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Research Papers

The Interface of Mechanics and Nociception in Joint Pathophysiology: Insights From the Facet and Temporomandibular Joints

[+] Author and Article Information
Megan M. Sperry

Department of Bioengineering,
University of Pennsylvania,
240 Skirkanich Hall,
210 S. 33rd Street,
Philadelphia, PA 19104-6321
e-mail: sperrym@seas.upenn.edu

Meagan E. Ita

Department of Bioengineering,
University of Pennsylvania,
240 Skirkanich Hall,
210 S. 33rd Street,
Philadelphia, PA 19104-6321
e-mail: meita@seas.upenn.edu

Sonia Kartha

Department of Bioengineering,
University of Pennsylvania,
240 Skirkanich Hall,
210 S. 33rd Street,
Philadelphia, PA 19104-6321
e-mail: skartha@seas.upenn.edu

Sijia Zhang

Department of Bioengineering,
University of Pennsylvania,
240 Skirkanich Hall,
210 S. 33rd Street,
Philadelphia, PA 19104-6321
e-mail: sijiaz@seas.upenn.edu

Ya-Hsin Yu

Department of Endodontics,
School of Dental Medicine,
University of Pennsylvania,
240 Skirkanich Hall,
210 S. 33rd Street,
Philadelphia, PA 19104-6321
e-mail: yayu@upenn.edu

Beth Winkelstein

Departments of Bioengineering
and Neurosurgery,
University of Pennsylvania,
240 Skirkanich Hall,
210 S. 33rd Street,
Philadelphia, PA 19104-6321
e-mail: winkelst@seas.upenn.edu

Manuscript received December 10, 2016; final manuscript received December 23, 2016; published online January 19, 2017. Assoc. Editor: Victor H. Barocas.

J Biomech Eng 139(2), 021003 (Jan 19, 2017) (13 pages) Paper No: BIO-16-1509; doi: 10.1115/1.4035647 History: Received December 10, 2016; Revised December 23, 2016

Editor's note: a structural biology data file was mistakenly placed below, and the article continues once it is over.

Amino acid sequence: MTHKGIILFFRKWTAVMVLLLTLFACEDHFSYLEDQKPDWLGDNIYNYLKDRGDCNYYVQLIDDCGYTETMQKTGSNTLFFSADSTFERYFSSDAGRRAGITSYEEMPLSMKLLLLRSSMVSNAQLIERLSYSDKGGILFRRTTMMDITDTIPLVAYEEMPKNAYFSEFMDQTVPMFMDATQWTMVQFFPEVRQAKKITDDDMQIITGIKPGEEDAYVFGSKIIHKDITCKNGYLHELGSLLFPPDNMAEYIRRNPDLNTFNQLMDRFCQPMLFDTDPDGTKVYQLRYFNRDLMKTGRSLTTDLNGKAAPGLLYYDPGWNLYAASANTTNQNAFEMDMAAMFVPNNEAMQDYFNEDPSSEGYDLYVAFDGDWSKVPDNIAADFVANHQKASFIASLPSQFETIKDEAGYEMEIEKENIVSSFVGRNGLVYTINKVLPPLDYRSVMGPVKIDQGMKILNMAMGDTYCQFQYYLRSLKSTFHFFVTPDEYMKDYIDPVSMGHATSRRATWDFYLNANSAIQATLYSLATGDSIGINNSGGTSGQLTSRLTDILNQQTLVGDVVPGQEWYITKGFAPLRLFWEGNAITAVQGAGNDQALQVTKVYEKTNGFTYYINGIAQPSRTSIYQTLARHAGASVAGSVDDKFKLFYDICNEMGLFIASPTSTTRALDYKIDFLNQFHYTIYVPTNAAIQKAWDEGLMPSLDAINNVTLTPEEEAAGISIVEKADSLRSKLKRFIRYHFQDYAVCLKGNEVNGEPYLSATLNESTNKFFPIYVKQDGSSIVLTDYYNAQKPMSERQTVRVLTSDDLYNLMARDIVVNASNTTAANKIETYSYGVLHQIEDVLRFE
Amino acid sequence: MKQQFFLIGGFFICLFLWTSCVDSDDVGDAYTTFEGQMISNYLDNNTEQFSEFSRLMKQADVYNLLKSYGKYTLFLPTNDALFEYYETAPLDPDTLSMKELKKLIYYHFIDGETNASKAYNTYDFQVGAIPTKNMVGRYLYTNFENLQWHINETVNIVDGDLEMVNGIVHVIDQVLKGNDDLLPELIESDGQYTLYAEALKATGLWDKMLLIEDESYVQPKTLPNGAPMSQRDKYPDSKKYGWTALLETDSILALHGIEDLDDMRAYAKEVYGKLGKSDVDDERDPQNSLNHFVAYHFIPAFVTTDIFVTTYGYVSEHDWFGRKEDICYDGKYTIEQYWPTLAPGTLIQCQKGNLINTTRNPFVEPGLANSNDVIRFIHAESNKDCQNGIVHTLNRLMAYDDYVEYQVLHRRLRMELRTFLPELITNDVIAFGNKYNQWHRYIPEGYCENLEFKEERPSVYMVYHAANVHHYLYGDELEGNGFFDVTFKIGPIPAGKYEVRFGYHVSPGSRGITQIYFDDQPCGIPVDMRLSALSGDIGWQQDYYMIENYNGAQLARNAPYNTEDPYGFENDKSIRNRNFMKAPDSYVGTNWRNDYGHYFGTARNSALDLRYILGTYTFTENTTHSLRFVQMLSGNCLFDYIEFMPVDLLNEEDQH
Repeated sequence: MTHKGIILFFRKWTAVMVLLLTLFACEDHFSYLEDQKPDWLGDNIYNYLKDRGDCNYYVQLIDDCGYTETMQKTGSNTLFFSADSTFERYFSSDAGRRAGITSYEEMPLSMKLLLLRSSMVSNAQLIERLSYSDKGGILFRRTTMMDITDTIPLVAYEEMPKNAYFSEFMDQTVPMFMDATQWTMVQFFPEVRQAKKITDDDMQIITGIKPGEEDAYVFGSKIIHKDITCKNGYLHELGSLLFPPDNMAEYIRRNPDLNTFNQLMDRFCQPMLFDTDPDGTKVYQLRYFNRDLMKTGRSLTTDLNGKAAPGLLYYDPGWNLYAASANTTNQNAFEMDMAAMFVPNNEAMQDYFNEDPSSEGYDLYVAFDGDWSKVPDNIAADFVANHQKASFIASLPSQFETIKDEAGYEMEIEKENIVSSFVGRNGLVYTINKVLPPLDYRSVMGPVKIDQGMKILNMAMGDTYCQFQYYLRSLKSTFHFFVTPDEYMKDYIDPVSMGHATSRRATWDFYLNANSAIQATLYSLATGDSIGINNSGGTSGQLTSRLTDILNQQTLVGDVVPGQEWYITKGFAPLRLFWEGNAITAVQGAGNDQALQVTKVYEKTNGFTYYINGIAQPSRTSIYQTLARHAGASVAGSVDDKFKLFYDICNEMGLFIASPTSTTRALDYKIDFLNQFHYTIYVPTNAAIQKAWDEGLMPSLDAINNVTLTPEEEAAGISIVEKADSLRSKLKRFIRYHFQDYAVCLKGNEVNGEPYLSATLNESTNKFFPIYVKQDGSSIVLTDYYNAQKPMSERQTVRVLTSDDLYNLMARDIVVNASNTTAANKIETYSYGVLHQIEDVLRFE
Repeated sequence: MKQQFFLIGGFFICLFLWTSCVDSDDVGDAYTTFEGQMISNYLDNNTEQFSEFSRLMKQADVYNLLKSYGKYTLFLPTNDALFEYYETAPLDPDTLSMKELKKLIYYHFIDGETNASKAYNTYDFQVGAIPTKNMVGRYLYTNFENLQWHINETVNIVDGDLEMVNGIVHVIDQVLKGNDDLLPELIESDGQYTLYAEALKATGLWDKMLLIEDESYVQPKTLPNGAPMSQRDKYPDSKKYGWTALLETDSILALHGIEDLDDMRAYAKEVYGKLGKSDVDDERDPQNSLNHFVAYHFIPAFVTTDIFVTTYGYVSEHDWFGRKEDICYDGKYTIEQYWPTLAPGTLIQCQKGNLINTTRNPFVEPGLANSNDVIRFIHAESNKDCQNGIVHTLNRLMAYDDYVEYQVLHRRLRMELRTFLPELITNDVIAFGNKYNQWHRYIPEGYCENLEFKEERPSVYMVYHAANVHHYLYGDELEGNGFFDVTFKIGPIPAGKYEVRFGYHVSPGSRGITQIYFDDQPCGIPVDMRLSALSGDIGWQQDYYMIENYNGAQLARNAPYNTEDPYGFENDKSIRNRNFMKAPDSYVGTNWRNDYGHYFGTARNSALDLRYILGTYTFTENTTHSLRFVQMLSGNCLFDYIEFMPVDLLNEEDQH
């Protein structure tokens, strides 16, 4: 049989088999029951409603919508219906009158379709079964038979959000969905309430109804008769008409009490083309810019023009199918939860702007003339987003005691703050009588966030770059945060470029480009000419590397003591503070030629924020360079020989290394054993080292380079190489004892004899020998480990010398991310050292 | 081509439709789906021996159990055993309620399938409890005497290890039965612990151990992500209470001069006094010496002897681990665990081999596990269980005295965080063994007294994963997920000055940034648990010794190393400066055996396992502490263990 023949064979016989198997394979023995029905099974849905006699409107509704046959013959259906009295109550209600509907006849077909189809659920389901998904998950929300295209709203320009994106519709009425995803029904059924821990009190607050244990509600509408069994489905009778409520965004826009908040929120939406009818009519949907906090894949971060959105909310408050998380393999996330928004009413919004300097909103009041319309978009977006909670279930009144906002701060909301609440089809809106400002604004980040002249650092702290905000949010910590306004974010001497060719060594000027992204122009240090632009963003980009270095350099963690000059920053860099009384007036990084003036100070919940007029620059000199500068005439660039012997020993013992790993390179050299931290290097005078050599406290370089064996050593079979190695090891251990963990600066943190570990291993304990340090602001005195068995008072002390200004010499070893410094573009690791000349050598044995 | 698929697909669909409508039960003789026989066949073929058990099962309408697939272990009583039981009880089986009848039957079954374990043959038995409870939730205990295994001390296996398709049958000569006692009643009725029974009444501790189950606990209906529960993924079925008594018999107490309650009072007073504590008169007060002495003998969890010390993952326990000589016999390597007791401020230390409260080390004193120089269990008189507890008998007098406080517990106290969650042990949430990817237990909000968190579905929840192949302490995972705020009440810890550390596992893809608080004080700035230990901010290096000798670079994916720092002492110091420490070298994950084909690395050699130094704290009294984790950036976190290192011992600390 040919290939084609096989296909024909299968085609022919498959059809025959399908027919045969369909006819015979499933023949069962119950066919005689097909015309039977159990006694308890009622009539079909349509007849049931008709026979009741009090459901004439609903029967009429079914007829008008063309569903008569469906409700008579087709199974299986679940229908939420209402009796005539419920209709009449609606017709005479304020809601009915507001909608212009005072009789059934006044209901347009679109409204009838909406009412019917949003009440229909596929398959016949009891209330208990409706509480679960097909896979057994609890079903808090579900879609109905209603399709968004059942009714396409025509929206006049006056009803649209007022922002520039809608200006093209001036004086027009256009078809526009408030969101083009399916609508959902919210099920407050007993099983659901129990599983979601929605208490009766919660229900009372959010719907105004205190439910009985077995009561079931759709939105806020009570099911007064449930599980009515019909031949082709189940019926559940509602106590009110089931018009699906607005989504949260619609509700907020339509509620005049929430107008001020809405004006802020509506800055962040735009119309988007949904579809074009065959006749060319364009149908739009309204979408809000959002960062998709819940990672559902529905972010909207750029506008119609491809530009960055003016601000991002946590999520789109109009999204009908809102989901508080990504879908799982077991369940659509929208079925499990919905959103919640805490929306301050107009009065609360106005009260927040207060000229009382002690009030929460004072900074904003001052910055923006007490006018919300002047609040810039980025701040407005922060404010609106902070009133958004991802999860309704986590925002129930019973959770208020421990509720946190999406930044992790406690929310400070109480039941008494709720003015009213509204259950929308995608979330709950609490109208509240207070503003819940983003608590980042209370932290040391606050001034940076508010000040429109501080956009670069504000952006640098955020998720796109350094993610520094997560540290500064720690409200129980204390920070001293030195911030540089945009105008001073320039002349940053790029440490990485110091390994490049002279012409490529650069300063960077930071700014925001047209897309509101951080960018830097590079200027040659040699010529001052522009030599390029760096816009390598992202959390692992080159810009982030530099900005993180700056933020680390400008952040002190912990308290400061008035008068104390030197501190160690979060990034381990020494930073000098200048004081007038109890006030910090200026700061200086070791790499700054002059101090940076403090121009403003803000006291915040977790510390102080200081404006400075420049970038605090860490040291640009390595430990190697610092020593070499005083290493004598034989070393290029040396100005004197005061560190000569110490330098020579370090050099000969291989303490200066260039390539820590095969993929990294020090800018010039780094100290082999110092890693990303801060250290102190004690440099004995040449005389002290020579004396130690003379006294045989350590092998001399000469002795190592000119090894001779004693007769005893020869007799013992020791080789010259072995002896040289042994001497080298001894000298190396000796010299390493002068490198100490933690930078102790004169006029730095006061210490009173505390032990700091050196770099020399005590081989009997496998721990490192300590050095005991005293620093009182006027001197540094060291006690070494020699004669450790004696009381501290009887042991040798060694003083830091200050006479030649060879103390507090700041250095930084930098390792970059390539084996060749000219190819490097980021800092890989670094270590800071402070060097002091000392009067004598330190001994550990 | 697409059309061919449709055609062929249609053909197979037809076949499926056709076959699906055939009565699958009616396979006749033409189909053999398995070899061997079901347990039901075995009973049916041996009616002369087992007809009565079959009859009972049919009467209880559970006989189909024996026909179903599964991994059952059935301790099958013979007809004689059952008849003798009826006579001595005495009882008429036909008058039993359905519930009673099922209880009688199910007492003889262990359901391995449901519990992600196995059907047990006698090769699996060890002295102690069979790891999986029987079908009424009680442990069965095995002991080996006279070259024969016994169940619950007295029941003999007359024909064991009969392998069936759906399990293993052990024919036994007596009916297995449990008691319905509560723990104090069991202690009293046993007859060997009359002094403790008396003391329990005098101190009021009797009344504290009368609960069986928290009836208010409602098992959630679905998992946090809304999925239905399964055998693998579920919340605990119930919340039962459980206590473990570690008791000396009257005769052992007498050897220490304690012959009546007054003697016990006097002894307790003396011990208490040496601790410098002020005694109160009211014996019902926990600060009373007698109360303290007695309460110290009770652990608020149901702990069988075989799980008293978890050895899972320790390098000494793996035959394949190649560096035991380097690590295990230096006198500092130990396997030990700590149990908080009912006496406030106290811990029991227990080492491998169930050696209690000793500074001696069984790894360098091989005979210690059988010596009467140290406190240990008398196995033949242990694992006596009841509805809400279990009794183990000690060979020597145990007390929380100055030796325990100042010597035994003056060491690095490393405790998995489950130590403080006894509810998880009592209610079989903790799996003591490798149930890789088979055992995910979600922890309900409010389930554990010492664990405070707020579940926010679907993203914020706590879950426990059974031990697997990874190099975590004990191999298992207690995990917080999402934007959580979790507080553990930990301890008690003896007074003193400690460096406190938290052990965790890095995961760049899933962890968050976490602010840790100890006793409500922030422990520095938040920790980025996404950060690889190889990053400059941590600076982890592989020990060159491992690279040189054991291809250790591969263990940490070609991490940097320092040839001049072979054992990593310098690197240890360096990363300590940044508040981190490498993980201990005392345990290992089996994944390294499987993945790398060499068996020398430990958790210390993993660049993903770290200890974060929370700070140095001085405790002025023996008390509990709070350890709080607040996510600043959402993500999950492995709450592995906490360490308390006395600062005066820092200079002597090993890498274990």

Chronic joint pain is a widespread problem that frequently occurs with aging and trauma. Pain occurs most often in synovial joints, the body's load bearing joints. The mechanical and molecular mechanisms contributing to synovial joint pain are reviewed using two examples, the cervical spinal facet joints and the temporomandibular joint (TMJ). Although much work has focused on the macroscale mechanics of joints in health and disease, the combined influence of tissue mechanics, molecular processes, and nociception in joint pain has only recently become a focus. Trauma and repeated loading can induce structural and biochemical changes in joints, altering their microenvironment and modifying the biomechanics of their constitutive tissues, which themselves are innervated. Peripheral pain sensors can become activated in response to changes in the joint microenvironment and relay pain signals to the spinal cord and brain where pain is processed and perceived. In some cases, pain circuitry is permanently changed, which may be a potential mechanism for sustained joint pain. However, it is most likely that alterations in both the joint microenvironment and the central nervous system (CNS) contribute to chronic pain. As such, the challenge of treating joint pain and degeneration is temporally and spatially complicated. This review summarizes anatomy, physiology, and pathophysiology of these joints and the sensory pain relays. Pain pathways are postulated to be sensitized by many factors, including degeneration and biochemical priming, with effects on thresholds for mechanical injury and/or dysfunction. Initiators of joint pain are discussed in the context of clinical challenges including the diagnosis and treatment of pain.